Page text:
Shielding acronyms have evolved over the years after confusion as to what FTP is versus STP and S/FTP. Now, the letter for the outer shield (under the cable jacket) is noted first. The letter after the slash denotes any shield on the individual twisted pairs.

U/FTP (Unshielded/Foiled Twisted Pair). This cable does not have an overall outer shield. It does have foil shields on each of the four pairs. Formerly called FTP.

F/UTP (Foiled/Unshielded Twisted Pair). This cable has an overall foil shield surrounding all the pairs. Formerly called FTP. Here are examples of CAT6 and CAT5e F/UTP cable.

Sc/FTP (Screened/Foiled Twisted Pair). This cable features an overall braided or screened shield underneath the cable jacket. It has individual foil shields on each twisted pair. Formerly called S/FTP. Here’s an example of Sc/FTP cable.

F/FTP (Foiled/Foiled Twisted Pair). This cable features an overall foil shield underneath the cable jacket. It has individual foil shields on each twisted pair. Formerly called S/FTP.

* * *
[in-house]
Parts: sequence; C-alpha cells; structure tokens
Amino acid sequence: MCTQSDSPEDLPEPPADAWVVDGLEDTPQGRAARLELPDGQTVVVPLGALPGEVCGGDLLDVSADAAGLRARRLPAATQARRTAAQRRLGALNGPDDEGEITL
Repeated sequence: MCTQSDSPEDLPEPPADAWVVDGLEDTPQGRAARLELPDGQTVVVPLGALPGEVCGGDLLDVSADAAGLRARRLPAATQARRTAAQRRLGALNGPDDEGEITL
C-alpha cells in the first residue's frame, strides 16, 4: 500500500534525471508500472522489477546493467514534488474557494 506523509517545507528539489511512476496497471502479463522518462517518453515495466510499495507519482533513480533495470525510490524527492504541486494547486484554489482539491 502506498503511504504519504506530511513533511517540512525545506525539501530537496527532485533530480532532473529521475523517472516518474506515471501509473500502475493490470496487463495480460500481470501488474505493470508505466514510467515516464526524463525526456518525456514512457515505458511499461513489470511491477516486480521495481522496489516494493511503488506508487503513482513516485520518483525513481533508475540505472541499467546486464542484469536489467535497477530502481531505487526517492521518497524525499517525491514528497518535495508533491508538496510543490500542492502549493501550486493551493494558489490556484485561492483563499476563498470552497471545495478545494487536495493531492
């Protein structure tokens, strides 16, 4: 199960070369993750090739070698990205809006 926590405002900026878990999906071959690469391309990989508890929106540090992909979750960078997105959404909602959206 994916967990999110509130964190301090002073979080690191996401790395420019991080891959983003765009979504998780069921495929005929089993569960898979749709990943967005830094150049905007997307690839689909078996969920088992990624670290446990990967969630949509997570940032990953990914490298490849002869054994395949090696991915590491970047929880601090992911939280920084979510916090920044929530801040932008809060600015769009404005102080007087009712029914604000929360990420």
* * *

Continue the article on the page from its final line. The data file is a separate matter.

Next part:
Sc/FTP and F/FTP cables offer the best protection from external noise and ANEXT.

Additional resources
8 Advantages to choosing fiber over copper cable
White Paper CAT6A F/UTP vs. UTP: What You Need to Know

7 Reasons you need a wireless presentation system

Preparing content for a presentation is daunting enough. You shouldn’t have to worry about how the presentation system works. If you’re a company that meets regularly or has reoccurring presentations, you need a wireless presentation system.

There are many reasons to use this cost-effective and flexible solution. Here’s seven to start: